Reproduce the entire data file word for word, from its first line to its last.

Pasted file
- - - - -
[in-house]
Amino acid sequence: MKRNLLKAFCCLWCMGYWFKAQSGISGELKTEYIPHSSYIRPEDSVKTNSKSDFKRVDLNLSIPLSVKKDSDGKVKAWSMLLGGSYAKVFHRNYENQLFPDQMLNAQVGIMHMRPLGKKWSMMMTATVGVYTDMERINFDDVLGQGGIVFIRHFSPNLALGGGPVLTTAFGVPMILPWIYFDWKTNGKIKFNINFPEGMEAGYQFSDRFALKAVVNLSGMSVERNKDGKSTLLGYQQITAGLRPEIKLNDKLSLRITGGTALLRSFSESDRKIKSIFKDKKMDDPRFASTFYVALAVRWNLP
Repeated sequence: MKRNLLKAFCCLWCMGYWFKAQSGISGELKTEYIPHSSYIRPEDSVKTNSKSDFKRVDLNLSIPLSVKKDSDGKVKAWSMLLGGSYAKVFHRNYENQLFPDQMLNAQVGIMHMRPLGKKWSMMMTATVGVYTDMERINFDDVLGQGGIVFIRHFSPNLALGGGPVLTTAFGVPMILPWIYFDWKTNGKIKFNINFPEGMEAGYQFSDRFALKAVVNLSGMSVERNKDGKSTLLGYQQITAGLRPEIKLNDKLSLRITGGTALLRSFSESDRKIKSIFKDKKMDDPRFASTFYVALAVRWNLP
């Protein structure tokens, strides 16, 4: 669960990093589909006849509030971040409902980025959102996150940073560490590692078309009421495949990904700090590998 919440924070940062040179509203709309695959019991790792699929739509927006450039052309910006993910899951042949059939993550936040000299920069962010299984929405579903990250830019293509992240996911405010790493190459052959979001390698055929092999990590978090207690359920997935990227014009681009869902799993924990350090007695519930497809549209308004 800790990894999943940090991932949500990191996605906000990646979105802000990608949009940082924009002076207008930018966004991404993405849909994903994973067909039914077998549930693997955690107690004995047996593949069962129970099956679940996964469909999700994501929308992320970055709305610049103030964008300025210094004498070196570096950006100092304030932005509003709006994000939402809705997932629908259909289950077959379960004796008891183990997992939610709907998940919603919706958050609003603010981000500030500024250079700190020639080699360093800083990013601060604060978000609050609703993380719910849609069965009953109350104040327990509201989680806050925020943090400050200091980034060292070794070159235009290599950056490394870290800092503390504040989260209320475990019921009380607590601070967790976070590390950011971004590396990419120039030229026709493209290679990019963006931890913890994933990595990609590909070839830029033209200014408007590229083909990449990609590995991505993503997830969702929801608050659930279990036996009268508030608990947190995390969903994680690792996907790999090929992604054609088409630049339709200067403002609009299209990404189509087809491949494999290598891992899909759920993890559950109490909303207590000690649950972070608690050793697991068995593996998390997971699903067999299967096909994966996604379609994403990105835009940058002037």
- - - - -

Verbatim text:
[in-house]
Amino acid sequence: MKRNLLKAFCCLWCMGYWFKAQSGISGELKTEYIPHSSYIRPEDSVKTNSKSDFKRVDLNLSIPLSVKKDSDGKVKAWSMLLGGSYAKVFHRNYENQLFPDQMLNAQVGIMHMRPLGKKWSMMMTATVGVYTDMERINFDDVLGQGGIVFIRHFSPNLALGGGPVLTTAFGVPMILPWIYFDWKTNGKIKFNINFPEGMEAGYQFSDRFALKAVVNLSGMSVERNKDGKSTLLGYQQITAGLRPEIKLNDKLSLRITGGTALLRSFSESDRKIKSIFKDKKMDDPRFASTFYVALAVRWNLP
Repeated sequence: MKRNLLKAFCCLWCMGYWFKAQSGISGELKTEYIPHSSYIRPEDSVKTNSKSDFKRVDLNLSIPLSVKKDSDGKVKAWSMLLGGSYAKVFHRNYENQLFPDQMLNAQVGIMHMRPLGKKWSMMMTATVGVYTDMERINFDDVLGQGGIVFIRHFSPNLALGGGPVLTTAFGVPMILPWIYFDWKTNGKIKFNINFPEGMEAGYQFSDRFALKAVVNLSGMSVERNKDGKSTLLGYQQITAGLRPEIKLNDKLSLRITGGTALLRSFSESDRKIKSIFKDKKMDDPRFASTFYVALAVRWNLP
């Protein structure tokens, strides 16, 4: 669960990093589909006849509030971040409902980025959102996150940073560490590692078309009421495949990904700090590998 919440924070940062040179509203709309695959019991790792699929739509927006450039052309910006993910899951042949059939993550936040000299920069962010299984929405579903990250830019293509992240996911405010790493190459052959979001390698055929092999990590978090207690359920997935990227014009681009869902799993924990350090007695519930497809549209308004 800790990894999943940090991932949500990191996605906000990646979105802000990608949009940082924009002076207008930018966004991404993405849909994903994973067909039914077998549930693997955690107690004995047996593949069962129970099956679940996964469909999700994501929308992320970055709305610049103030964008300025210094004498070196570096950006100092304030932005509003709006994000939402809705997932629908259909289950077959379960004796008891183990997992939610709907998940919603919706958050609003603010981000500030500024250079700190020639080699360093800083990013601060604060978000609050609703993380719910849609069965009953109350104040327990509201989680806050925020943090400050200091980034060292070794070159235009290599950056490394870290800092503390504040989260209320475990019921009380607590601070967790976070590390950011971004590396990419120039030229026709493209290679990019963006931890913890994933990595990609590909070839830029033209200014408007590229083909990449990609590995991505993503997830969702929801608050659930279990036996009268508030608990947190995390969903994680690792996907790999090929992604054609088409630049339709200067403002609009299209990404189509087809491949494999290598891992899909759920993890559950109490909303207590000690649950972070608690050793697991068995593996998390997971699903067999299967096909994966996604379609994403990105835009940058002037």